Create a name and hashtag for the challenge
Now comes the fun part! When you’re naming your Instagram challenge, it’s important to check to see if (1) it’s already being used by a competitor, (2) it’s a well-established hashtag with lots of activity, or (3) it’s been used for completely irrelevant content.
If you still want to use the name, you can add a word like “challenge” to the end of it or the number of days the challenge goes for. Instagram doesn’t care about character count like Twitter does for hashtags so this is a relatively simple way to keep your name.
If there’s one thing to keep in mind when naming your Instagram challenge, or anything for that matter, it is this:
Clear > Clever
Start brainstorming quick prompts for what people will share
An Instagram challenge is only as good as its prompts. Give yourself some space in your timeline to create really engaging prompts. Keep a small notebook around you or use the Notepad app in your phone to jot down spur-of-the-moment ideas. Sitting down to have a one-time brainstorming session can help too. Here’s a few more brainstorming techniques if you want to try something out-of-the-box.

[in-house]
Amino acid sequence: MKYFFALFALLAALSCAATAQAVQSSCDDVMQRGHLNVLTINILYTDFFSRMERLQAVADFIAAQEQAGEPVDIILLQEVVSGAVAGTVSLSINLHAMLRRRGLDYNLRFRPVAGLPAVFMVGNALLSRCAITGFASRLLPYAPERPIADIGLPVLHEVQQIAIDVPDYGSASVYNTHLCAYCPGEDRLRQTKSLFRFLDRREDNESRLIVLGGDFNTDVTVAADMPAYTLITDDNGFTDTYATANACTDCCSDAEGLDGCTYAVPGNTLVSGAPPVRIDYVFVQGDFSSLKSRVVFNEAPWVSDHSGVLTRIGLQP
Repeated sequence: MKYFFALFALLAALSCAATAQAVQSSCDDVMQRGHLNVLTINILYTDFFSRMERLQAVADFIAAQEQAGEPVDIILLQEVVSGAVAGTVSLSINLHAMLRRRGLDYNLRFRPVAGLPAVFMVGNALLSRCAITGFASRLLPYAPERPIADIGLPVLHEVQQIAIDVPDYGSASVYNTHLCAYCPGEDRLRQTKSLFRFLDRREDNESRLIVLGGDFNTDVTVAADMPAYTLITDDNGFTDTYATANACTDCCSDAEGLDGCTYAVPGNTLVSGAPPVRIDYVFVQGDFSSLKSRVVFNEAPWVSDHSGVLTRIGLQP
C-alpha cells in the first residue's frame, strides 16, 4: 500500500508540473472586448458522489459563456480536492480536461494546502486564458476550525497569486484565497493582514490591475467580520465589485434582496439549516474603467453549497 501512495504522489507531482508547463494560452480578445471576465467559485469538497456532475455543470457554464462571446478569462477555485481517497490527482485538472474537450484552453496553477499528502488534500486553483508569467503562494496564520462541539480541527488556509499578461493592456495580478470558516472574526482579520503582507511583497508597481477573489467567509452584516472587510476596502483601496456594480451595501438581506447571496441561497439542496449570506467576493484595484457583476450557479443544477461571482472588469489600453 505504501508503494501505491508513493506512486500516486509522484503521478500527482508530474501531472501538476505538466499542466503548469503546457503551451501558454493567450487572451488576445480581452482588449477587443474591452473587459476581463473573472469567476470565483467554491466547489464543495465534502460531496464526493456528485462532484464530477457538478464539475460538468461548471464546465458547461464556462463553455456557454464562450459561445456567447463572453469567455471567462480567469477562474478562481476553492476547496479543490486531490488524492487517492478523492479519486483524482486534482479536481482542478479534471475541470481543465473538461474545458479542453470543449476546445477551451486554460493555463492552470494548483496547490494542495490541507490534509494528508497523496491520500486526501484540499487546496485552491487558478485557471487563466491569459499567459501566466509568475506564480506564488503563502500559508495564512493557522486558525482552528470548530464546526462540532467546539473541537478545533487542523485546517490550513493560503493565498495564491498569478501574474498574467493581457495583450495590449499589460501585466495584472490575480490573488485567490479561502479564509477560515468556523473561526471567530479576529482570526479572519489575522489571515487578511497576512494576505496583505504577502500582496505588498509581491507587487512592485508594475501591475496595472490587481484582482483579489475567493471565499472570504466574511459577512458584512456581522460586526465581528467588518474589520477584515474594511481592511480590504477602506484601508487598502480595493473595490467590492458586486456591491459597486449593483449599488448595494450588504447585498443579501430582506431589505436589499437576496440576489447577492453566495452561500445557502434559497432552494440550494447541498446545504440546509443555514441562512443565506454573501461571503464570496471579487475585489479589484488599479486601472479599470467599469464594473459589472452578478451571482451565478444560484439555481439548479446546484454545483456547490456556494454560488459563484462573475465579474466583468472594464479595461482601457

Take your photos ahead of time
Nothing will stress you out quite like not having all of your photos captured before hosting your Instagram challenge. Trust me, just put in the work beforehand. When I hosted mine, I had all of the challenge graphics made for the #createlounge account but only had about half of my personal account entries done. It was not a great move on my part as I got overwhelmed toward the end of the challenge.
This goes for editing too. If you use a specific filter or mix of settings, edit all of your photos in one sitting ahead of time. It will save you a lot of time down the road and help you feel better when launching.
Write the prompt captions for each photo
Just like with taking the photos, write these captions ahead of time. Your captions should be clear and concise so participants can quickly interpret the challenge prompts and share their own photos and visuals. If you need some more tips on writing captions, I’ve got your back.
Another thing on the list of “What Kayla Did Wrong” was that I didn’t share the full list of Instagram challenge prompts before I launched the challenge. I did this intentionally because I wanted to really inspire everyone participating to create something totally new everyday rather than reaching into their archive of photos but I got some negative feedback about it early on.